Wednesday, December 10, 2014

Deep Waters

No wonder, then, if these waters be so deep, that we hover over them with a religious regard.

There is a gloom in deep love as in deep water; there is a silence in it which suspends the foot; and the folded arms, and the dejected head are the images it reflects. No voice shakes its surface; the Muses themselves approach it with a tardy and a timid step, and with a low and tremulous and melancholy song.


Today my friend George told me about something that had happened to him when he was a boy swimming at the beach many years ago... 

He and his friends were getting ready to go home when one of his friends started calling “Help!  Help!”  George thought he was joking- he was always teasing like that- and kept heading for the shore.  But the cries persisted and soon they sounded more like gurgling as his friend went under water.  George started swimming out toward his friend.  The sands were shifting underfoot and suddenly an undertow tugged at him and he was pulled down hard.  George went under but he kept swimming out to his friend.  When he finally reached him, George’s friend grabbed him, pushing him under to get his own head above the water so he could breathe.  George was submerged.  He started drowning…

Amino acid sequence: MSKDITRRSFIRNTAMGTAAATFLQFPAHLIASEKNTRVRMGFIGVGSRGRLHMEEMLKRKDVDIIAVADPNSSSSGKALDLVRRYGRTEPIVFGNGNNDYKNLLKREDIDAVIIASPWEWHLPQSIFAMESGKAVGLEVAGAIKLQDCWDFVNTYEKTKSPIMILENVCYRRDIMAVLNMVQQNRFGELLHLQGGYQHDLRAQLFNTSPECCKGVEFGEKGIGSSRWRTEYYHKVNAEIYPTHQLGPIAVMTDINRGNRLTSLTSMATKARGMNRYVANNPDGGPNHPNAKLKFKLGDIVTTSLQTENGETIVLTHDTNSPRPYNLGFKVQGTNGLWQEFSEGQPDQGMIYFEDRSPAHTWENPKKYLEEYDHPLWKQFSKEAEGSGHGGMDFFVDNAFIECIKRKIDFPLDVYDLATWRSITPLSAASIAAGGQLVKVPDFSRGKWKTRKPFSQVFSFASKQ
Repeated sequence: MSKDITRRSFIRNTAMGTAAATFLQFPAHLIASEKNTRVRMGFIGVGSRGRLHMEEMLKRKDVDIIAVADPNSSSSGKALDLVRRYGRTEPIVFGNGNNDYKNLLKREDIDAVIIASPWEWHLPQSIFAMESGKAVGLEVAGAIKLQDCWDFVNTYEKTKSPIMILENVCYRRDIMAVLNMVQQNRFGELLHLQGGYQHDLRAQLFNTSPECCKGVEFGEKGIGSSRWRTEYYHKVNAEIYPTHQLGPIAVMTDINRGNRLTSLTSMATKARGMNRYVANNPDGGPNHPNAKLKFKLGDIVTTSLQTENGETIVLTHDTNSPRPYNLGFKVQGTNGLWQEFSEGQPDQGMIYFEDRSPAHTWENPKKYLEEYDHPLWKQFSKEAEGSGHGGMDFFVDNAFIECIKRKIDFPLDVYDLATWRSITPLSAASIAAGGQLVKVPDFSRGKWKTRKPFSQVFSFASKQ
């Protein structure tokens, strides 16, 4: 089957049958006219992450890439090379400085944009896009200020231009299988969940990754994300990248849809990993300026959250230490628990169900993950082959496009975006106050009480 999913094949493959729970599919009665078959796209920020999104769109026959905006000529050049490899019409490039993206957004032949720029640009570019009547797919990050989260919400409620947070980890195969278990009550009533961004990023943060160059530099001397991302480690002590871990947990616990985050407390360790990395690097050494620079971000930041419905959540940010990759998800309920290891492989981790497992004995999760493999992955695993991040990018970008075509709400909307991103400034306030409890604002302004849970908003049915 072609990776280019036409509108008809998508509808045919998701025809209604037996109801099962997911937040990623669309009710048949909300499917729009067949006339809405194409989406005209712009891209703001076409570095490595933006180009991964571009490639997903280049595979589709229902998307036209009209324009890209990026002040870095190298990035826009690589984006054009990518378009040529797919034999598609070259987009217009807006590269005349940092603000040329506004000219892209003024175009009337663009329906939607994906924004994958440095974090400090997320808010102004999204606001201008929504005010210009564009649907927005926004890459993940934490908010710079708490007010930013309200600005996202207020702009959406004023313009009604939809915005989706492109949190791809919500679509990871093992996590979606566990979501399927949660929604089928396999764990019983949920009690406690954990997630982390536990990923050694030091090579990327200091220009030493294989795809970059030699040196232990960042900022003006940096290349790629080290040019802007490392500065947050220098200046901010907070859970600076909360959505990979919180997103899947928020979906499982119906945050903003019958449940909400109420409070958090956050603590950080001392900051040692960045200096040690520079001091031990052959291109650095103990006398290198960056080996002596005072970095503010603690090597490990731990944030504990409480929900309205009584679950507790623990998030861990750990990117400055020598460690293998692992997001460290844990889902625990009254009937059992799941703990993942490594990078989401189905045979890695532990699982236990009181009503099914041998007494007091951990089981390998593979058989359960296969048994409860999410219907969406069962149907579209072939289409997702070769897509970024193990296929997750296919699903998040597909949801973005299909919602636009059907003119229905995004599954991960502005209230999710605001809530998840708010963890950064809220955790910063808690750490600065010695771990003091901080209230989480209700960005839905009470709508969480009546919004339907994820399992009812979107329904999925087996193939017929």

George had basic trust.  He responded by putting his own life aside to show up for his friend.  He trusted that this was the thing to do.

Trust is the basis of altruism, our ability to surrender ourselves to be unconditionally present for another.  The word "trust" shares the same root as the word "truth".  It refers to something faithful, reliable and true.

When asked what was going through his mind, a hero will often say, “Nothing.  I thought of nothing.  I just acted”.  There was no thought of consequences, no choice to act or not to act, no sense of obligation telling him what to do.  There was just the jumping in.  Jumping into deep waters.


It doesn’t take compassion.  It takes being strong enough to set oneself aside, letting go of worrying about oneself to be there for someone else.